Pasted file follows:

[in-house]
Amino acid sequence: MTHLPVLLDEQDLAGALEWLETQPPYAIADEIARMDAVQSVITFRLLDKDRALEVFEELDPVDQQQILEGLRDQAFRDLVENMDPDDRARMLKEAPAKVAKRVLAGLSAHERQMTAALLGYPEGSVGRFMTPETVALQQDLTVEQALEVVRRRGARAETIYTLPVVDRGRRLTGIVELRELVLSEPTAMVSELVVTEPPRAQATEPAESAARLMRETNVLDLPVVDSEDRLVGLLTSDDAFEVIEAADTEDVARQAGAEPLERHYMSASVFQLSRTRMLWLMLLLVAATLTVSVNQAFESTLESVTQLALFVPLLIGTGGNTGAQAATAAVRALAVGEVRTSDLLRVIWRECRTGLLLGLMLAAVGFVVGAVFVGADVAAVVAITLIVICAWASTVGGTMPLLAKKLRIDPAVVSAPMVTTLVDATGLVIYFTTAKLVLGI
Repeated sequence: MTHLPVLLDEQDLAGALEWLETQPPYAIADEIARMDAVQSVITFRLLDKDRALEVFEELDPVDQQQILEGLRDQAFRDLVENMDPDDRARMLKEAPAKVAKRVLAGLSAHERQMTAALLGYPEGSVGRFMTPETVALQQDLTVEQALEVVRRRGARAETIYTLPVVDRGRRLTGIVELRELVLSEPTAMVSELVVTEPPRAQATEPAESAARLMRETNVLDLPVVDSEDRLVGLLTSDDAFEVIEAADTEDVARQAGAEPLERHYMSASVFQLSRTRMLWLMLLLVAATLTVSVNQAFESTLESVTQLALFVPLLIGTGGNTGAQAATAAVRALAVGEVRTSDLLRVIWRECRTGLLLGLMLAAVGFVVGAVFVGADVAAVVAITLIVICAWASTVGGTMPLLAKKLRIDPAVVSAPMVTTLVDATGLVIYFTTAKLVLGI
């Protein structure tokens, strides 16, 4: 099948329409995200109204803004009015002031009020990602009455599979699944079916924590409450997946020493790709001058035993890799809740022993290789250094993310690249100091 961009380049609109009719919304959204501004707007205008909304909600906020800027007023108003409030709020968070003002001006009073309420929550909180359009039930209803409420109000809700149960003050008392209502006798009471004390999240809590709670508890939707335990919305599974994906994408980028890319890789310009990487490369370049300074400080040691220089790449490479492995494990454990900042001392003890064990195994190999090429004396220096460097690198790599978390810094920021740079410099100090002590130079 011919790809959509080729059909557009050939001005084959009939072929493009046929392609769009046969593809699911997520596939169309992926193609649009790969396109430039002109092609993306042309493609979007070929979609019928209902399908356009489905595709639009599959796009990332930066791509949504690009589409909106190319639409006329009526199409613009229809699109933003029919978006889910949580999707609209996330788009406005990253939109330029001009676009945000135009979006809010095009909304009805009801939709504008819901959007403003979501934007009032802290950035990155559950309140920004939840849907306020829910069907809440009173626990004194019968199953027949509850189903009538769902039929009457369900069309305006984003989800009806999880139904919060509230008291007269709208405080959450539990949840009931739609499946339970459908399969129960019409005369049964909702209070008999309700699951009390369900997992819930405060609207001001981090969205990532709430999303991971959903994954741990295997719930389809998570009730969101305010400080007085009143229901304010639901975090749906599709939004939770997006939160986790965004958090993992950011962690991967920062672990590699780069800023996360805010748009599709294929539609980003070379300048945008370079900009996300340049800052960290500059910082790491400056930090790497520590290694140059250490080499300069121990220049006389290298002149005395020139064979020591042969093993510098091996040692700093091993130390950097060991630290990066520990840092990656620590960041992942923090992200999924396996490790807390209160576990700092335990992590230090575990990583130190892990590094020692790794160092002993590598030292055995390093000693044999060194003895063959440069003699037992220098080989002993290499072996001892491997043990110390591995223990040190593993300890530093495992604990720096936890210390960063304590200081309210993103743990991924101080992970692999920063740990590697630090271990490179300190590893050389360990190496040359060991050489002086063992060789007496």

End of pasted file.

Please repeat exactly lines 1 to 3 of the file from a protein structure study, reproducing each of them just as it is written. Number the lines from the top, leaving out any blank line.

[in-house]
Amino acid sequence: MTHLPVLLDEQDLAGALEWLETQPPYAIADEIARMDAVQSVITFRLLDKDRALEVFEELDPVDQQQILEGLRDQAFRDLVENMDPDDRARMLKEAPAKVAKRVLAGLSAHERQMTAALLGYPEGSVGRFMTPETVALQQDLTVEQALEVVRRRGARAETIYTLPVVDRGRRLTGIVELRELVLSEPTAMVSELVVTEPPRAQATEPAESAARLMRETNVLDLPVVDSEDRLVGLLTSDDAFEVIEAADTEDVARQAGAEPLERHYMSASVFQLSRTRMLWLMLLLVAATLTVSVNQAFESTLESVTQLALFVPLLIGTGGNTGAQAATAAVRALAVGEVRTSDLLRVIWRECRTGLLLGLMLAAVGFVVGAVFVGADVAAVVAITLIVICAWASTVGGTMPLLAKKLRIDPAVVSAPMVTTLVDATGLVIYFTTAKLVLGI
Repeated sequence: MTHLPVLLDEQDLAGALEWLETQPPYAIADEIARMDAVQSVITFRLLDKDRALEVFEELDPVDQQQILEGLRDQAFRDLVENMDPDDRARMLKEAPAKVAKRVLAGLSAHERQMTAALLGYPEGSVGRFMTPETVALQQDLTVEQALEVVRRRGARAETIYTLPVVDRGRRLTGIVELRELVLSEPTAMVSELVVTEPPRAQATEPAESAARLMRETNVLDLPVVDSEDRLVGLLTSDDAFEVIEAADTEDVARQAGAEPLERHYMSASVFQLSRTRMLWLMLLLVAATLTVSVNQAFESTLESVTQLALFVPLLIGTGGNTGAQAATAAVRALAVGEVRTSDLLRVIWRECRTGLLLGLMLAAVGFVVGAVFVGADVAAVVAITLIVICAWASTVGGTMPLLAKKLRIDPAVVSAPMVTTLVDATGLVIYFTTAKLVLGI